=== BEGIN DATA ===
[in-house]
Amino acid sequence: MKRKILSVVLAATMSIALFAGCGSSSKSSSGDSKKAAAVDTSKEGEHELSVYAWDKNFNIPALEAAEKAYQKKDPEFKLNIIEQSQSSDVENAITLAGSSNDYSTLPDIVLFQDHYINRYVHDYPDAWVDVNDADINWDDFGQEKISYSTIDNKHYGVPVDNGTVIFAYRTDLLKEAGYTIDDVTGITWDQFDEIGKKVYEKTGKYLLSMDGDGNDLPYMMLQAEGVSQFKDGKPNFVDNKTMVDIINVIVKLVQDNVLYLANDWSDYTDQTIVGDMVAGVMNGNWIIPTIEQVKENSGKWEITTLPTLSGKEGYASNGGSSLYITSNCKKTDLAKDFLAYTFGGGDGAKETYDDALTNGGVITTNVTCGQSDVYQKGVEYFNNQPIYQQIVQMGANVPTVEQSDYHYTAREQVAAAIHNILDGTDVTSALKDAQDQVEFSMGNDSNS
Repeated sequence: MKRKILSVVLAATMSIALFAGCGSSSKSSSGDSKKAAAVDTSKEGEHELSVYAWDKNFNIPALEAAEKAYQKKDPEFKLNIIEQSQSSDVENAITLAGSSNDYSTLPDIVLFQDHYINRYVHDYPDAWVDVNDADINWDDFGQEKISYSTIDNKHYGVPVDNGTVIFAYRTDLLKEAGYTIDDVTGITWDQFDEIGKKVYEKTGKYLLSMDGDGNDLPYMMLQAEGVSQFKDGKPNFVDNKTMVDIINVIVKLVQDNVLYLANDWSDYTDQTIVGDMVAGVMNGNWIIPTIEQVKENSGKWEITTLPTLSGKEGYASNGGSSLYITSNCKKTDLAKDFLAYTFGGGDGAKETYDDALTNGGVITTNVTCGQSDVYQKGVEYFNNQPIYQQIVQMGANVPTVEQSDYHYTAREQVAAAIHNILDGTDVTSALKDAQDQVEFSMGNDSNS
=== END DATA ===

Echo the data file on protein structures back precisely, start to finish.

[in-house]
Amino acid sequence: MKRKILSVVLAATMSIALFAGCGSSSKSSSGDSKKAAAVDTSKEGEHELSVYAWDKNFNIPALEAAEKAYQKKDPEFKLNIIEQSQSSDVENAITLAGSSNDYSTLPDIVLFQDHYINRYVHDYPDAWVDVNDADINWDDFGQEKISYSTIDNKHYGVPVDNGTVIFAYRTDLLKEAGYTIDDVTGITWDQFDEIGKKVYEKTGKYLLSMDGDGNDLPYMMLQAEGVSQFKDGKPNFVDNKTMVDIINVIVKLVQDNVLYLANDWSDYTDQTIVGDMVAGVMNGNWIIPTIEQVKENSGKWEITTLPTLSGKEGYASNGGSSLYITSNCKKTDLAKDFLAYTFGGGDGAKETYDDALTNGGVITTNVTCGQSDVYQKGVEYFNNQPIYQQIVQMGANVPTVEQSDYHYTAREQVAAAIHNILDGTDVTSALKDAQDQVEFSMGNDSNS
Repeated sequence: MKRKILSVVLAATMSIALFAGCGSSSKSSSGDSKKAAAVDTSKEGEHELSVYAWDKNFNIPALEAAEKAYQKKDPEFKLNIIEQSQSSDVENAITLAGSSNDYSTLPDIVLFQDHYINRYVHDYPDAWVDVNDADINWDDFGQEKISYSTIDNKHYGVPVDNGTVIFAYRTDLLKEAGYTIDDVTGITWDQFDEIGKKVYEKTGKYLLSMDGDGNDLPYMMLQAEGVSQFKDGKPNFVDNKTMVDIINVIVKLVQDNVLYLANDWSDYTDQTIVGDMVAGVMNGNWIIPTIEQVKENSGKWEITTLPTLSGKEGYASNGGSSLYITSNCKKTDLAKDFLAYTFGGGDGAKETYDDALTNGGVITTNVTCGQSDVYQKGVEYFNNQPIYQQIVQMGANVPTVEQSDYHYTAREQVAAAIHNILDGTDVTSALKDAQDQVEFSMGNDSNS